Another LU-LU

Rumors of Lucent's financial recovery are greatly exaggerated

January 22, 2004

3 Min Read
Another LU-LU

Lucent Technologies Inc. (NYSE: LU) has done it again. And I'm not talking about that stuff you read about in the popular press: "Two consecutive quarters of growth! Net earnings! Blowout quarter!"

Nope, the real interesting items in the Lucent earnings results (see China, Wireless Save Lucent ) came with the stuff under the covers – the nitty-gritty detail that doesn't make headlines, but does give cause for worry:

  • Most of its net earnings – 4 cents per share or $193 million of the $338 million in net profit – came from one-time events such as the sale of the Corning Inc. (NYSE: GLW) stock that Lucent gained when it sold its Optical Fiber division in 2001 (see Street Numbed to Lucent Fiber Talk). The total value of the Corning stock that Lucent sold was $93 million, according to a Lucent spokesperson. Of course, it's possible Lucent will sell more stock in coming quarters, but keep in mind that this is a sale of assets, not an operational profit.

  • Wireless growth in China made Lucent's quarter, with revenue from its mobility division growing 51 percent. This is Lucent's one solid growth story – but it's linked to China. How long will the China Bubble last? Judging by the shrinking revenue Lucent reported for wireline revenue in Asia, it's hard to count on this growth as consistent.

  • Revenue in Integrated Network Services (INS), Lucent's core networking business, shrank by another 8 percent. Meanwhile, international revenues fell 18 percent.

  • The company was cash-flow negative for the quarter. Despite "net earnings," Lucent's cash used by operations was still draining the bank account. This leaves Lucent with $238 million less cash on hand than it had during the quarter before.

  • The negative cash flow of $238 million coincides with payroll liabilities associated with employee bonuses. These costs went up $274 million in the quarter. According to several financial analysts covering Lucent, this cost came from bonuses paid out to Lucent employees in 2003.

    (Regarding the bonuses, a Lucent spokesman says, "This is the first time we've paid significant bonuses in four years.")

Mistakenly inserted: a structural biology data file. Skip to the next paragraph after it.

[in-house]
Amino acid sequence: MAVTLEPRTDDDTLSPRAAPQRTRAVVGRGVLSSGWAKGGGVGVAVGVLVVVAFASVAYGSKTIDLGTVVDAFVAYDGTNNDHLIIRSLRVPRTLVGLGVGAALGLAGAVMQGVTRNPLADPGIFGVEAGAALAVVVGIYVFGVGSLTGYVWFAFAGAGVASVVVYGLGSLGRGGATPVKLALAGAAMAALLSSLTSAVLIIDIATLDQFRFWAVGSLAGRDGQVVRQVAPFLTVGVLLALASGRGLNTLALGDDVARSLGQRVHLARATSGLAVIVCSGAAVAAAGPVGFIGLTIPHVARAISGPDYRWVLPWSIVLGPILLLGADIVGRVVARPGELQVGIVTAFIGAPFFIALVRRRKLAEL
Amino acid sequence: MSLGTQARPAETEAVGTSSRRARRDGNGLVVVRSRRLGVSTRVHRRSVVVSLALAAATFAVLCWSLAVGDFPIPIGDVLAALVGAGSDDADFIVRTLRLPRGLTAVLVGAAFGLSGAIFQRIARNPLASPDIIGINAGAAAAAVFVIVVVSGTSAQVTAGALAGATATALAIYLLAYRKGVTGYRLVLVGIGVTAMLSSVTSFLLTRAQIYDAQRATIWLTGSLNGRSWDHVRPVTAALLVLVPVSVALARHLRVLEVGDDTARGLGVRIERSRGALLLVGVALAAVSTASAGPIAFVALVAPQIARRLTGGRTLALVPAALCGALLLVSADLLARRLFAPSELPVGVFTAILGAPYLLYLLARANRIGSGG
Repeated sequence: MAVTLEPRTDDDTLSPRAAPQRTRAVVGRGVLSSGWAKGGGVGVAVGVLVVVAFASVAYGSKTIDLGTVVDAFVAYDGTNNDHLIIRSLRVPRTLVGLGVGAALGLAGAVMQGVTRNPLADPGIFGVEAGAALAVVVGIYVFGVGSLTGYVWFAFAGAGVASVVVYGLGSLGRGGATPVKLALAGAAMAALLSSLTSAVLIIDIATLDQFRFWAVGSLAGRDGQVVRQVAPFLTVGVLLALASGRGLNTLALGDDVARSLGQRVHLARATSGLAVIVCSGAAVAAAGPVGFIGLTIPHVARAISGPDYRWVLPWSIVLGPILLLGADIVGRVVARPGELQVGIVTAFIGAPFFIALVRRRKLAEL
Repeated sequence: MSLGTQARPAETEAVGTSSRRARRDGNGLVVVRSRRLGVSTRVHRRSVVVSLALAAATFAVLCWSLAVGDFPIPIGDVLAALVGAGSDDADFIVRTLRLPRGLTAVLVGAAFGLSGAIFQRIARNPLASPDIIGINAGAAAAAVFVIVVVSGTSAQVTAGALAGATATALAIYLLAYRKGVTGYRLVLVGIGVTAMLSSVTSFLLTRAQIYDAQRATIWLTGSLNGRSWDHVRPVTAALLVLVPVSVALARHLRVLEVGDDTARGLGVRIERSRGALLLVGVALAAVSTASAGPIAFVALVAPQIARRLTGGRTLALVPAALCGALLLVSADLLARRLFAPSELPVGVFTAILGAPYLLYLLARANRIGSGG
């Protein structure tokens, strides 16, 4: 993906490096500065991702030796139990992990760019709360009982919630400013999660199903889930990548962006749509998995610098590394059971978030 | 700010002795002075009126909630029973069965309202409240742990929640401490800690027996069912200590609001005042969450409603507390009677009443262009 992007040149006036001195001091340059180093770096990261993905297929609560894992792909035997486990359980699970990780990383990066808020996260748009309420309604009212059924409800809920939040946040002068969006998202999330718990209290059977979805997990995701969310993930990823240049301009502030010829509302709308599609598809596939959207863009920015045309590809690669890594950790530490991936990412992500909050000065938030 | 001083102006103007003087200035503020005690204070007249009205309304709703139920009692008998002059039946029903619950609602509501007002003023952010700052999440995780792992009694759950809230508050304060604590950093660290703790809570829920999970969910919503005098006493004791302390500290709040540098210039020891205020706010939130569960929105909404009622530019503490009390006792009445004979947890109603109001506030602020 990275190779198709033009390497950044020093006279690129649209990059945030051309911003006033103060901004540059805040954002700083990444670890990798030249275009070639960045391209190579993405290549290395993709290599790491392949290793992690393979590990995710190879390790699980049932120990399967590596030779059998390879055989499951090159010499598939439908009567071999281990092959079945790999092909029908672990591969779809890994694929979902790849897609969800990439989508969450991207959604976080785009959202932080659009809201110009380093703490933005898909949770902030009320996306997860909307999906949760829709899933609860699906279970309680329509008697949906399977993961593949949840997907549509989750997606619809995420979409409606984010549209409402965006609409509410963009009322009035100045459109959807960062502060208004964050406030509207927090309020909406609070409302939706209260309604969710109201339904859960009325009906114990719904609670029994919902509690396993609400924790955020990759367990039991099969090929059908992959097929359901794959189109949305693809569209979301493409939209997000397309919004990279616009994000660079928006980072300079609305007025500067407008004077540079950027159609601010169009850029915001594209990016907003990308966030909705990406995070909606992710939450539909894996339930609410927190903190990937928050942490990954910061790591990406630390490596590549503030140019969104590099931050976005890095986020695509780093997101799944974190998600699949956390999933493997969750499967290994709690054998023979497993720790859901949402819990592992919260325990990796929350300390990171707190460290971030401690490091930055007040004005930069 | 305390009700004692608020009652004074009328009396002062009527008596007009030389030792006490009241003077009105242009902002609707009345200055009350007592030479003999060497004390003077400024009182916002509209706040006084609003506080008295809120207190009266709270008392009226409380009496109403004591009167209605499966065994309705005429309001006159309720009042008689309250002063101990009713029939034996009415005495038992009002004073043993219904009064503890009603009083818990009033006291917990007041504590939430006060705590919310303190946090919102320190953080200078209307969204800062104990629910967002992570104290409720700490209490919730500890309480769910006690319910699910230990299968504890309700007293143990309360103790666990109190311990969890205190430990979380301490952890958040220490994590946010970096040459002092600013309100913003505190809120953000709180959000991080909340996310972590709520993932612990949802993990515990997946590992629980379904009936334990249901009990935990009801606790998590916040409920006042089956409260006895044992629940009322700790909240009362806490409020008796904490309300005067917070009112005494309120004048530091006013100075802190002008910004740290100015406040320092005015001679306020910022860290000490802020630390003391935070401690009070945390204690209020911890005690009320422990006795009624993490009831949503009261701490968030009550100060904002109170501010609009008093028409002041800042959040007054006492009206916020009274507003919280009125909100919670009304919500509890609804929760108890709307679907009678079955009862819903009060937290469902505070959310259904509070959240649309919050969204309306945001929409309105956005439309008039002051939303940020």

• The company is forecasting little to no revenue growth in 2004.

Now, I'd love to believe in the telecom recovery – and Lucent's recovery as well. But it seems that many folks are pinning their hopes for Lucent's recovery on a telecom rebound in general. The problem with that is that the recovery will shake out the strong from the weak based on where the new growth is. And Lucent is still positioned quite poorly in the market that has the most promise for recovery: data networking.

The most puzzling exemplar of this is the festering wound that is Lucent's installed base of data-networking ATM and Frame Relay switching gear, including the CBX500 and GX550 products.

Lucent owns this installed base, which is significant. However, they've curtailed development of follow-on products in this group and are now depending on a strategy of migrating the users of these switches to Juniper Networks Inc. (Nasdaq: JNPR) routers, as stated yesterday by CEO Pat Russo on the corporate conference call.

In short: Lucent's handing over its installed base to a competitor in the hopes that it can drive some revenue via its reseller and services relationship. In the long term, it will be a mistake. Juniper is cleverly picking Lucent's pocket.

"I'm surprised that Lucent feels so confident about giving their customers away to another company," says Geoff Bennett, chief techologist with Heavy Reading, Light Reading's paid research division.

So far, all this adds up to Lucent working away along the roadmap I outlined in this space nearly two years ago (see Lucent Stands Pat).

So where will Lucent get its magical profits from next quarter? A Bake Sale? Selling routers on E-Bay? The Lottery?

Such concerns are likely contributing to the weakness in Lucent's stock today. Shares were down $0.40 (10%) to 4.02 in midday trading.

— R. Scott Raynovich, US Editor, Light Reading

Disclosure: In keeping with Light Reading's editorial policy, R. Scott Raynovich does not hold a financial position in Lucent or any of its competitors.(See Editorial Disclosure.)

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